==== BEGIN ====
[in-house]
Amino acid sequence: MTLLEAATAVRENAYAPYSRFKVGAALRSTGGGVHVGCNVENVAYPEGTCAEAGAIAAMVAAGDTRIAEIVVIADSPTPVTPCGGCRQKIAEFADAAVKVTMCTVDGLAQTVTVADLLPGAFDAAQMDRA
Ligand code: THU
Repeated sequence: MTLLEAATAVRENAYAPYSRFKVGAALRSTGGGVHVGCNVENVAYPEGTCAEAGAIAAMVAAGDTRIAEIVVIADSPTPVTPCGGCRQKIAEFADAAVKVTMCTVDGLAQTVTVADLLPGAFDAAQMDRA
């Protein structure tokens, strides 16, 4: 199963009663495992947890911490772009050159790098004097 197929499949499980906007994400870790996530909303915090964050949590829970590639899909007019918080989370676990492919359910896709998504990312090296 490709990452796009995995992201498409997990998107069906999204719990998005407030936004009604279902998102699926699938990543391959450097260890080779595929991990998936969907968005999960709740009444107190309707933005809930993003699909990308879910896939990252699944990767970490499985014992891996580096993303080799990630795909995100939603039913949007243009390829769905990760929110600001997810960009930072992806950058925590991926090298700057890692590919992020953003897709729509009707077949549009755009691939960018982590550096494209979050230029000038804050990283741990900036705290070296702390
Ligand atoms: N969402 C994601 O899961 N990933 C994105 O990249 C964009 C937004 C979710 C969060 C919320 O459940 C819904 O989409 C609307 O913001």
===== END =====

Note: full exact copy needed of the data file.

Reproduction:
[in-house]
Amino acid sequence: MTLLEAATAVRENAYAPYSRFKVGAALRSTGGGVHVGCNVENVAYPEGTCAEAGAIAAMVAAGDTRIAEIVVIADSPTPVTPCGGCRQKIAEFADAAVKVTMCTVDGLAQTVTVADLLPGAFDAAQMDRA
Ligand code: THU
Repeated sequence: MTLLEAATAVRENAYAPYSRFKVGAALRSTGGGVHVGCNVENVAYPEGTCAEAGAIAAMVAAGDTRIAEIVVIADSPTPVTPCGGCRQKIAEFADAAVKVTMCTVDGLAQTVTVADLLPGAFDAAQMDRA
């Protein structure tokens, strides 16, 4: 199963009663495992947890911490772009050159790098004097 197929499949499980906007994400870790996530909303915090964050949590829970590639899909007019918080989370676990492919359910896709998504990312090296 490709990452796009995995992201498409997990998107069906999204719990998005407030936004009604279902998102699926699938990543391959450097260890080779595929991990998936969907968005999960709740009444107190309707933005809930993003699909990308879910896939990252699944990767970490499985014992891996580096993303080799990630795909995100939603039913949007243009390829769905990760929110600001997810960009930072992806950058925590991926090298700057890692590919992020953003897709729509009707077949549009755009691939960018982590550096494209979050230029000038804050990283741990900036705290070296702390
Ligand atoms: N969402 C994601 O899961 N990933 C994105 O990249 C964009 C937004 C979710 C969060 C919320 O459940 C819904 O989409 C609307 O913001």